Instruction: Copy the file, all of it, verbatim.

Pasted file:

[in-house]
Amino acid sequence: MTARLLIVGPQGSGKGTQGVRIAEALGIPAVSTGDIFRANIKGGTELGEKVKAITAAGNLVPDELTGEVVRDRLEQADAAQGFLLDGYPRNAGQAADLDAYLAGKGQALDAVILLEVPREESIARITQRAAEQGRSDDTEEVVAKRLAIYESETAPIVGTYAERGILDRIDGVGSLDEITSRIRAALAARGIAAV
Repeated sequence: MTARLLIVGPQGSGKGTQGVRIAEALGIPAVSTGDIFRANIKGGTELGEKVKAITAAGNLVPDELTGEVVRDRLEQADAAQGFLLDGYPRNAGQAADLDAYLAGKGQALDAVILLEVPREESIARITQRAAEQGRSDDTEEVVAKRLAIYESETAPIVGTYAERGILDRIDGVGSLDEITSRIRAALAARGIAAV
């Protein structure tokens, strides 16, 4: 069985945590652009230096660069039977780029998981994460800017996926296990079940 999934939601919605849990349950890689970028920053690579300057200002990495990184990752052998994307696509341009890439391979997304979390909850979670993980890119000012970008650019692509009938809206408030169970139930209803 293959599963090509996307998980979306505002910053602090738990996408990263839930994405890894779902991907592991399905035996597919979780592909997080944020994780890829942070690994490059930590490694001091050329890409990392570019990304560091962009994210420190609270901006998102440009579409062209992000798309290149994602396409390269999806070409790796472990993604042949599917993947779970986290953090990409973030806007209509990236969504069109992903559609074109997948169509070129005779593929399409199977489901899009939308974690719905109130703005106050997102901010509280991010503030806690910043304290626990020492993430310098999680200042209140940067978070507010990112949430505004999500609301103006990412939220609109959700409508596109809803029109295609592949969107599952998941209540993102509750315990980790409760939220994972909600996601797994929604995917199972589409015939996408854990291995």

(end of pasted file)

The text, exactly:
[in-house]
Amino acid sequence: MTARLLIVGPQGSGKGTQGVRIAEALGIPAVSTGDIFRANIKGGTELGEKVKAITAAGNLVPDELTGEVVRDRLEQADAAQGFLLDGYPRNAGQAADLDAYLAGKGQALDAVILLEVPREESIARITQRAAEQGRSDDTEEVVAKRLAIYESETAPIVGTYAERGILDRIDGVGSLDEITSRIRAALAARGIAAV
Repeated sequence: MTARLLIVGPQGSGKGTQGVRIAEALGIPAVSTGDIFRANIKGGTELGEKVKAITAAGNLVPDELTGEVVRDRLEQADAAQGFLLDGYPRNAGQAADLDAYLAGKGQALDAVILLEVPREESIARITQRAAEQGRSDDTEEVVAKRLAIYESETAPIVGTYAERGILDRIDGVGSLDEITSRIRAALAARGIAAV
């Protein structure tokens, strides 16, 4: 069985945590652009230096660069039977780029998981994460800017996926296990079940 999934939601919605849990349950890689970028920053690579300057200002990495990184990752052998994307696509341009890439391979997304979390909850979670993980890119000012970008650019692509009938809206408030169970139930209803 293959599963090509996307998980979306505002910053602090738990996408990263839930994405890894779902991907592991399905035996597919979780592909997080944020994780890829942070690994490059930590490694001091050329890409990392570019990304560091962009994210420190609270901006998102440009579409062209992000798309290149994602396409390269999806070409790796472990993604042949599917993947779970986290953090990409973030806007209509990236969504069109992903559609074109997948169509070129005779593929399409199977489901899009939308974690719905109130703005106050997102901010509280991010503030806690910043304290626990020492993430310098999680200042209140940067978070507010990112949430505004999500609301103006990412939220609109959700409508596109809803029109295609592949969107599952998941209540993102509750315990980790409760939220994972909600996601797994929604995917199972589409015939996408854990291995």